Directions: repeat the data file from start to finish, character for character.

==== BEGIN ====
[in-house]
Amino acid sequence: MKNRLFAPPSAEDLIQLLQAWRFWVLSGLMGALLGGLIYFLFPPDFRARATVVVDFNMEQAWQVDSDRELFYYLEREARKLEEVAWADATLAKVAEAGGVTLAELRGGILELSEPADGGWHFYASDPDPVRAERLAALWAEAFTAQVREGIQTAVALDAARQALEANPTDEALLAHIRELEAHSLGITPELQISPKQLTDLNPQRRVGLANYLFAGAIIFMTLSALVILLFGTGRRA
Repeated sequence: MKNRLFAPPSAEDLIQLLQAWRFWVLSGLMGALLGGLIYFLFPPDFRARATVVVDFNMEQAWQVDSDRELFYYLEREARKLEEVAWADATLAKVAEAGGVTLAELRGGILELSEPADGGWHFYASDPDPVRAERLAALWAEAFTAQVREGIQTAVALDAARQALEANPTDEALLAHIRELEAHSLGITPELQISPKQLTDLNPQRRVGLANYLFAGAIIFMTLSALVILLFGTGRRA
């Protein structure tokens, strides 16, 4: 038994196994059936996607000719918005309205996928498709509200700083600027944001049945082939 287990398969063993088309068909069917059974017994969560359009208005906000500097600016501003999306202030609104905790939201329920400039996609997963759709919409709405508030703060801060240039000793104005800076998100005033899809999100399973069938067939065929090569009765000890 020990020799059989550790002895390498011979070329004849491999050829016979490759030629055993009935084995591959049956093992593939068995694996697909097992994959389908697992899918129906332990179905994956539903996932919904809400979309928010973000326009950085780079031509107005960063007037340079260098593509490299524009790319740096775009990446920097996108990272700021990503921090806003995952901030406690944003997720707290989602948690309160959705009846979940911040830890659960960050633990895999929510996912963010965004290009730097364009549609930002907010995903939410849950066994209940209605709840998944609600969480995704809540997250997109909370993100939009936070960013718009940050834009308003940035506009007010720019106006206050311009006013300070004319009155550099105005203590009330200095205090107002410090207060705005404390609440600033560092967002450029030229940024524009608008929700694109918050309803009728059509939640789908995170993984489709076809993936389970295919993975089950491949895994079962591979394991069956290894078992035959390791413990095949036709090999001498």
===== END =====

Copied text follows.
[in-house]
Amino acid sequence: MKNRLFAPPSAEDLIQLLQAWRFWVLSGLMGALLGGLIYFLFPPDFRARATVVVDFNMEQAWQVDSDRELFYYLEREARKLEEVAWADATLAKVAEAGGVTLAELRGGILELSEPADGGWHFYASDPDPVRAERLAALWAEAFTAQVREGIQTAVALDAARQALEANPTDEALLAHIRELEAHSLGITPELQISPKQLTDLNPQRRVGLANYLFAGAIIFMTLSALVILLFGTGRRA
Repeated sequence: MKNRLFAPPSAEDLIQLLQAWRFWVLSGLMGALLGGLIYFLFPPDFRARATVVVDFNMEQAWQVDSDRELFYYLEREARKLEEVAWADATLAKVAEAGGVTLAELRGGILELSEPADGGWHFYASDPDPVRAERLAALWAEAFTAQVREGIQTAVALDAARQALEANPTDEALLAHIRELEAHSLGITPELQISPKQLTDLNPQRRVGLANYLFAGAIIFMTLSALVILLFGTGRRA
């Protein structure tokens, strides 16, 4: 038994196994059936996607000719918005309205996928498709509200700083600027944001049945082939 287990398969063993088309068909069917059974017994969560359009208005906000500097600016501003999306202030609104905790939201329920400039996609997963759709919409709405508030703060801060240039000793104005800076998100005033899809999100399973069938067939065929090569009765000890 020990020799059989550790002895390498011979070329004849491999050829016979490759030629055993009935084995591959049956093992593939068995694996697909097992994959389908697992899918129906332990179905994956539903996932919904809400979309928010973000326009950085780079031509107005960063007037340079260098593509490299524009790319740096775009990446920097996108990272700021990503921090806003995952901030406690944003997720707290989602948690309160959705009846979940911040830890659960960050633990895999929510996912963010965004290009730097364009549609930002907010995903939410849950066994209940209605709840998944609600969480995704809540997250997109909370993100939009936070960013718009940050834009308003940035506009007010720019106006206050311009006013300070004319009155550099105005203590009330200095205090107002410090207060705005404390609440600033560092967002450029030229940024524009608008929700694109918050309803009728059509939640789908995170993984489709076809993936389970295919993975089950491949895994079962591979394991069956290894078992035959390791413990095949036709090999001498």